Pepperdine team leader speaks about the NCAA

Fans of college basketball in Los Angeles, certainly those in Malibu, know how good Pepperdine’s team is. For a resident of Bloomington, Ind., however, the defeat of Bobby Knight’s powerhouse squad by the Waves in the first round of the NCAA playoffs in Buffalo March 17 must have seemed incredible. Think how the Philistines probably felt when word reached them of David’s defeat of Goliath; you get the idea. It was also only the first appearance of the Pepperdine team in the playoffs since 1994, and its first win since 1982 (the Waves would subsequently lose in the second round to Oklahoma State).

What made this victory possible? The in-depth talent of the team certainly played a major part. Among those players, few are more visible and valuable than the team’s point guard, Tezale Archie.

Archie, a 25-year-old senior and business administration major, interviewed recently on campus, avoids talking much about the personal wear and tear imposed by a six-hour-a-day commitment to basketball added to a demanding academic schedule. Instead, he credits most of the team’s success this past season to the present coach, Jan van Breda Kolff, who came on board at the university only last April. “He has a philosophy of giving the players the ball and let them play,” Archie says. “He lets everybody who is capable of making plays, do that — not just one or two people. It gives everyone more freedom and creates a more uptempo game.”

Certainly, Archie’s stats prove his capability for making plays. In the 1999-2000 season, he not only posted 18 double-figure scoring games, he led the team in scoring seven times; averaged 9.6 points per game; set a single season school record with 208 assists; shot 83.8 percent from the free throw line, 45 percent from the field and 37.4 percent from the three-point range, and led the team and the West Coast Conference in steals per game. Says van Breda Kolff: “Tezale was the glue that held our team together throughout the course of the season. He is a leader on the floor and his attitude and style of play set the tone for our ball club. He excelled in all phases of the game — distributing the ball to his teammates, playing hard-nosed defense and stepping up to make clutch shots.”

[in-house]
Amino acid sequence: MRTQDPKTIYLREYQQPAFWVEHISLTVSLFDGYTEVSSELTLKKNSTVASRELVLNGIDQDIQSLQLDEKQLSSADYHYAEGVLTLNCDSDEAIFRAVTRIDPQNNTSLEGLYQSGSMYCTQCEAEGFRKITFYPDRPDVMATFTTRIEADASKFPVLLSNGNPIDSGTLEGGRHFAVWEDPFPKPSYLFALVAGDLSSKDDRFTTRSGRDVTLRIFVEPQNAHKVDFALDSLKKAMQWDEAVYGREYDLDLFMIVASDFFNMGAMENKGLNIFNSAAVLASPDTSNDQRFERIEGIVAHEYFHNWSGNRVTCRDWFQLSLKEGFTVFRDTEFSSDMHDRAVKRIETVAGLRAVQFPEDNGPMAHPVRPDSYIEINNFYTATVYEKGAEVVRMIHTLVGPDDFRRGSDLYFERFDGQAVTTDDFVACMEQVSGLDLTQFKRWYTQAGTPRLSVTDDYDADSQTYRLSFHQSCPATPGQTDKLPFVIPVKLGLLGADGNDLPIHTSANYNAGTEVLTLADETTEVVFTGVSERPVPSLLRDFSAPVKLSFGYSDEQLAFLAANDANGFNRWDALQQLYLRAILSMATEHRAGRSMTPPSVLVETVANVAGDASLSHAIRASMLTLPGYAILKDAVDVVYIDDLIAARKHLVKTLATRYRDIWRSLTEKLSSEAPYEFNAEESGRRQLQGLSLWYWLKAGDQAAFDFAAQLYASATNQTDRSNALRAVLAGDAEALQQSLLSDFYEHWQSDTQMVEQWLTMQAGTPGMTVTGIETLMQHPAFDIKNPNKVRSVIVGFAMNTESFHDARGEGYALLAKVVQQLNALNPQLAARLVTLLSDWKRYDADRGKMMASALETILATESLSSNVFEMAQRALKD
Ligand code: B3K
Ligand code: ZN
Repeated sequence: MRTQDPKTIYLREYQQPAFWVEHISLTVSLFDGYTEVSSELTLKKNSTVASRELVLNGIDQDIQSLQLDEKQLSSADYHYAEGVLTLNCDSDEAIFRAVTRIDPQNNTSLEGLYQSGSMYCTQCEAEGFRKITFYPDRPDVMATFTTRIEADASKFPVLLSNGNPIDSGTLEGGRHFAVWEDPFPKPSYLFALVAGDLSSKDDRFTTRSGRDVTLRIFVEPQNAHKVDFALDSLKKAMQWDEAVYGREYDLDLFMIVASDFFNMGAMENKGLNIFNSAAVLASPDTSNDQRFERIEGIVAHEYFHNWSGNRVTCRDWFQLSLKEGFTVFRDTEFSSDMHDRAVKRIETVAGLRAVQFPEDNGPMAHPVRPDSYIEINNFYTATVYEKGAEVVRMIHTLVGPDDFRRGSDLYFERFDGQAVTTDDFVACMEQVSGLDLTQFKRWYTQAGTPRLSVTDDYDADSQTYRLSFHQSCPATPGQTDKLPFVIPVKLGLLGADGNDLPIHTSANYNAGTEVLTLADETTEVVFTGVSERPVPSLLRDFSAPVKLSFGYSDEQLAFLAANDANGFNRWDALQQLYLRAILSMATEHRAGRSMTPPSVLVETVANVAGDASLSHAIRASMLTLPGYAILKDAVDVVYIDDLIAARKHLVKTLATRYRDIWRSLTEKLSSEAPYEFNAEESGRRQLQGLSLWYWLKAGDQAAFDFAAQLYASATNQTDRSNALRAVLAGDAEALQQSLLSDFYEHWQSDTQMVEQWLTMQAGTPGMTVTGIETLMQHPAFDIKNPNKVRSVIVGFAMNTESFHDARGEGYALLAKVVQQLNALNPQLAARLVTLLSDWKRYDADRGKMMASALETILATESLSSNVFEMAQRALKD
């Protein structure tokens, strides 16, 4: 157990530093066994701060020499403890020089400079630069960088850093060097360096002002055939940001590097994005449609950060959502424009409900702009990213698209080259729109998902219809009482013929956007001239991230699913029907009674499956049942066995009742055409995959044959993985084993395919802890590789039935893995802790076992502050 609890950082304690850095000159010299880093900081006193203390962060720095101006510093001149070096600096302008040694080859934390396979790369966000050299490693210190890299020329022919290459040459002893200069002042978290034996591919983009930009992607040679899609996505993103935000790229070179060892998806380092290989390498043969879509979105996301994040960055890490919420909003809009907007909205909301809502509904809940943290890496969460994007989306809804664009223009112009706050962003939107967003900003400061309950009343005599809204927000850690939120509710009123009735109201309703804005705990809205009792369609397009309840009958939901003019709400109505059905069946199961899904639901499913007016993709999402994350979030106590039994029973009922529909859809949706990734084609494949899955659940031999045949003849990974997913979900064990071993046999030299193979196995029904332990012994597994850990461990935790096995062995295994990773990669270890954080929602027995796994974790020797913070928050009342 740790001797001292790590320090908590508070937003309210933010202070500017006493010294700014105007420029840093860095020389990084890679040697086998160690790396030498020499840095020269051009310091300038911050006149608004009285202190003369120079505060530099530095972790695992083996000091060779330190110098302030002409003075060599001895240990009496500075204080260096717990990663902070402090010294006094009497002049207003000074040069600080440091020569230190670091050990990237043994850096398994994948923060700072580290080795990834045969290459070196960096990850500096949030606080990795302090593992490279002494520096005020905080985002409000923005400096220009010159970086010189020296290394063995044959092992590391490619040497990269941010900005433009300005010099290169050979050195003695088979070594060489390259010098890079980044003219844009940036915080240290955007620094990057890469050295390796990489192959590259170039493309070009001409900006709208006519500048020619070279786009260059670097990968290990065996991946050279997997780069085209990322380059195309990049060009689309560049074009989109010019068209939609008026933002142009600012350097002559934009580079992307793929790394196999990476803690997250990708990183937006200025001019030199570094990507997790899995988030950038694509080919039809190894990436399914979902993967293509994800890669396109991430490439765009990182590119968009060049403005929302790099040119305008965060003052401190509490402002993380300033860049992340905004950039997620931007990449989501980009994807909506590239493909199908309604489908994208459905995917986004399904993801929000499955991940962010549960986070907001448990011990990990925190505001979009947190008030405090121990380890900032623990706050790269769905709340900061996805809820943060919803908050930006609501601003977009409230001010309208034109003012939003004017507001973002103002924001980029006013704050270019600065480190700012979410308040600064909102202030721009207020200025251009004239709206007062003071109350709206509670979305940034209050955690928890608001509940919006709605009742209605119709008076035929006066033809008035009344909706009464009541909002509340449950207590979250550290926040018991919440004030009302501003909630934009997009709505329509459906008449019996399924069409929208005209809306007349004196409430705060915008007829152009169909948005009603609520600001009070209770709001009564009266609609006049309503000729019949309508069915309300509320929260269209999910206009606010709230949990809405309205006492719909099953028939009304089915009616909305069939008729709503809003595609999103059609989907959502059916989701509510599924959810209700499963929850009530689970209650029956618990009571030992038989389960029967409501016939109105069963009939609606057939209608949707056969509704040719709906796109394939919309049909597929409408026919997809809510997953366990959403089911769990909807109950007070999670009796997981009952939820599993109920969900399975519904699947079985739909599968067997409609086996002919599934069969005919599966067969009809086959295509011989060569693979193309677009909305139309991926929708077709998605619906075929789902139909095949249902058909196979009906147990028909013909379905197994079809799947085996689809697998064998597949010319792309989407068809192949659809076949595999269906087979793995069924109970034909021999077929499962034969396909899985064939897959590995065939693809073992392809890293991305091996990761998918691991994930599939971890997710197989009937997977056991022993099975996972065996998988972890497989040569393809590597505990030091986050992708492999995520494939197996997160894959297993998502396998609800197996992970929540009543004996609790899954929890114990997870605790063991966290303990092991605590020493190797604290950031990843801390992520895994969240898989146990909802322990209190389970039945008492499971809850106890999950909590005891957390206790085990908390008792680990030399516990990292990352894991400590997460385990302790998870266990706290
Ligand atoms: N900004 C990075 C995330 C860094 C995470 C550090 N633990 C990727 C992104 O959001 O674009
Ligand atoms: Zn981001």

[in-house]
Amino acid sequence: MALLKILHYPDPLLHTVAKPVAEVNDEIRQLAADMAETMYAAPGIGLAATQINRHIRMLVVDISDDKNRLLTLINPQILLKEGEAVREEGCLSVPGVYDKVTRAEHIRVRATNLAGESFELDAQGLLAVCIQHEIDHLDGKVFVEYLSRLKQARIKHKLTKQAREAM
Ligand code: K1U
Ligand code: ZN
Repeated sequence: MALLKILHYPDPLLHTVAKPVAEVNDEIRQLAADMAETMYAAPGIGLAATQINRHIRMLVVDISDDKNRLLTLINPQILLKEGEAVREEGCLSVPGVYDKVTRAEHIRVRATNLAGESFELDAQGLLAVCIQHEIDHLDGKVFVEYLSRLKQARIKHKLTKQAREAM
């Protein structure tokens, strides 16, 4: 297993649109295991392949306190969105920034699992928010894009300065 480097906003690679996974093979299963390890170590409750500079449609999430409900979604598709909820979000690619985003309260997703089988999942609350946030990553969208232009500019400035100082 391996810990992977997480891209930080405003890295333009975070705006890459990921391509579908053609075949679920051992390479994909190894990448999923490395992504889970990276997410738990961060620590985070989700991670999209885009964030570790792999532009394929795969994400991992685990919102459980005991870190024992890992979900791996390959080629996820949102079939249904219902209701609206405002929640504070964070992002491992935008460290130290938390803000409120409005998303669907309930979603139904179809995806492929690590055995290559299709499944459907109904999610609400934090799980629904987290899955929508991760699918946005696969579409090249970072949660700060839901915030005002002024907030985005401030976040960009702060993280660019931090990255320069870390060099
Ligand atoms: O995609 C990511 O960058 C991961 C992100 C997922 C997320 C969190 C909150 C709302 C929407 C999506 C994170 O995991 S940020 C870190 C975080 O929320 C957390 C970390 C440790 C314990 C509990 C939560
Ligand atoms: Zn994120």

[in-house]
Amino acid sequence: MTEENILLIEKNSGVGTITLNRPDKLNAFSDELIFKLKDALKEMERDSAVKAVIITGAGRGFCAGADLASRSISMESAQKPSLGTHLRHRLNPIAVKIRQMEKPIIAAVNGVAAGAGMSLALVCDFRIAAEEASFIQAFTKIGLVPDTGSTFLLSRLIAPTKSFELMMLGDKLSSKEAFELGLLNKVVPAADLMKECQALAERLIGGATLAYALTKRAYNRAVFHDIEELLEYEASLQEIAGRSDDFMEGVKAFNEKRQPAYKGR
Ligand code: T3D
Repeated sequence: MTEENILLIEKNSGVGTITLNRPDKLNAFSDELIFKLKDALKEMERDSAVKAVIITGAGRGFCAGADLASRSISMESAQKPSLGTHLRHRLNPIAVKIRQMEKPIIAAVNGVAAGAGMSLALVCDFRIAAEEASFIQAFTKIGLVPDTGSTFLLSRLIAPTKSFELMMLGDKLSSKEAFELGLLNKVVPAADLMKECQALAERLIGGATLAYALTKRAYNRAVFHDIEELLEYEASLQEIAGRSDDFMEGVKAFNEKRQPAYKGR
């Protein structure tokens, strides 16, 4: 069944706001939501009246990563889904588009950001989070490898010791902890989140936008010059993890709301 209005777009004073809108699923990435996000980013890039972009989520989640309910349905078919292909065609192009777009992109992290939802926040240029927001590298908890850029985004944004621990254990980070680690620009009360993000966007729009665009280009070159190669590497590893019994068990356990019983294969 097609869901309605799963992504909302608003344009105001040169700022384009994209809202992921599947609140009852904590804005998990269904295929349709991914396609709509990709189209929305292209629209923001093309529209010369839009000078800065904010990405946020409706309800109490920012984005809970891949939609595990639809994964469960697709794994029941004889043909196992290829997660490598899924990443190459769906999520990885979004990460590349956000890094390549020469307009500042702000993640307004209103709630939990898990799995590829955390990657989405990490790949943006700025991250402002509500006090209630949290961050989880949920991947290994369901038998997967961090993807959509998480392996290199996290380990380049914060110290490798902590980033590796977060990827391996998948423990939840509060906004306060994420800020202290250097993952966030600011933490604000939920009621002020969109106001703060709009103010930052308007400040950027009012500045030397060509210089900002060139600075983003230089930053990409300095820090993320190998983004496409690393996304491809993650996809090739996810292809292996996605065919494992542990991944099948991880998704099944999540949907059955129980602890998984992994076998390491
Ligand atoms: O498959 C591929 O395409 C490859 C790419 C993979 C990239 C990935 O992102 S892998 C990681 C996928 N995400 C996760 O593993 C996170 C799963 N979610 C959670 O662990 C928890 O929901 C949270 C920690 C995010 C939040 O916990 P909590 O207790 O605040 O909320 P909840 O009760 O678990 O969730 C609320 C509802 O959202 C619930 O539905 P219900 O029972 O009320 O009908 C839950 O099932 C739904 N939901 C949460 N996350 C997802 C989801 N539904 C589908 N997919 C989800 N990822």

For the 6-foot-1-inch, 175-pound, five-year senior from Fresno, the experience was the high point of his athletic career. Nevertheless, basketball was not his first choice as a sport. “Soccer was my first love,” says the affable, laid-back star who credits “everything” to his upbringing and his mother, Angelea. “She raised us right,” he says of himself, his two brothers and two sisters.

“I didn’t really play basketball until I was in the eighth grade,” Archie says. “But I knew about it. My daddy, Terence, used to watch it on television Sunday afternoons when I was just a little squirt running around. We used to cheer for the different teams, especially the Celtics and the Pistons. I started watching, and there was just something about it I really liked, especially back in the ’80s … Danny Ainge, Bird, all of them.

“I quit soccer and concentrated on basketball when I was in the tenth grade and realized I might be able to do something with it.”

So far he’s done a lot. Says Dr. John Watson, Pepperdine athletic director: “Tezale has represented himself, the university and the West Coast Conference extremely well all season … We are all pleased that he was able to complete his collegiate career in such an impressive manner.”

But this could just be the beginning. Although Tezale is attracted to the marketing side of his major, professional agents are calling. And, now that his final season is over, Archie can talk to them about a professional career. “I just want the opportunity,” he says, “just the opportunity. If it doesn’t work out, I know I want to coach down the line.”

In any event, you can pretty well bet that you’ll hear more from Tezale Archie.

13StarsManager
13StarsManagerhttps://malibutimes.com
The Malibu Times is the first newspaper in Malibu, serving the community since 1946.

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